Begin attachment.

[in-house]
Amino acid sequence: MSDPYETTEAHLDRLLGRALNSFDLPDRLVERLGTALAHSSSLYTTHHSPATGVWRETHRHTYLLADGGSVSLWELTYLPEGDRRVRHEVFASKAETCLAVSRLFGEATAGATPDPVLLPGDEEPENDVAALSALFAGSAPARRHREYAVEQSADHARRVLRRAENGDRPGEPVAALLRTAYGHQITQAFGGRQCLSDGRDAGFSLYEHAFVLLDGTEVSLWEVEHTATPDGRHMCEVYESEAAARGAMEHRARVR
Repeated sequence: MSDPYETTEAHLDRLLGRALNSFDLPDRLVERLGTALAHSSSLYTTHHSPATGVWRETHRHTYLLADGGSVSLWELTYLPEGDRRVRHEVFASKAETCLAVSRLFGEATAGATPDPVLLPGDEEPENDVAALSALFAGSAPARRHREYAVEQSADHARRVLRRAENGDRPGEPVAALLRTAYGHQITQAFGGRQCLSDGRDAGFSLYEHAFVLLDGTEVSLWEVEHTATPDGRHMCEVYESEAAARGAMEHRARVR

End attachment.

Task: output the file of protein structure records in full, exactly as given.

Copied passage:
[in-house]
Amino acid sequence: MSDPYETTEAHLDRLLGRALNSFDLPDRLVERLGTALAHSSSLYTTHHSPATGVWRETHRHTYLLADGGSVSLWELTYLPEGDRRVRHEVFASKAETCLAVSRLFGEATAGATPDPVLLPGDEEPENDVAALSALFAGSAPARRHREYAVEQSADHARRVLRRAENGDRPGEPVAALLRTAYGHQITQAFGGRQCLSDGRDAGFSLYEHAFVLLDGTEVSLWEVEHTATPDGRHMCEVYESEAAARGAMEHRARVR
Repeated sequence: MSDPYETTEAHLDRLLGRALNSFDLPDRLVERLGTALAHSSSLYTTHHSPATGVWRETHRHTYLLADGGSVSLWELTYLPEGDRRVRHEVFASKAETCLAVSRLFGEATAGATPDPVLLPGDEEPENDVAALSALFAGSAPARRHREYAVEQSADHARRVLRRAENGDRPGEPVAALLRTAYGHQITQAFGGRQCLSDGRDAGFSLYEHAFVLLDGTEVSLWEVEHTATPDGRHMCEVYESEAAARGAMEHRARVR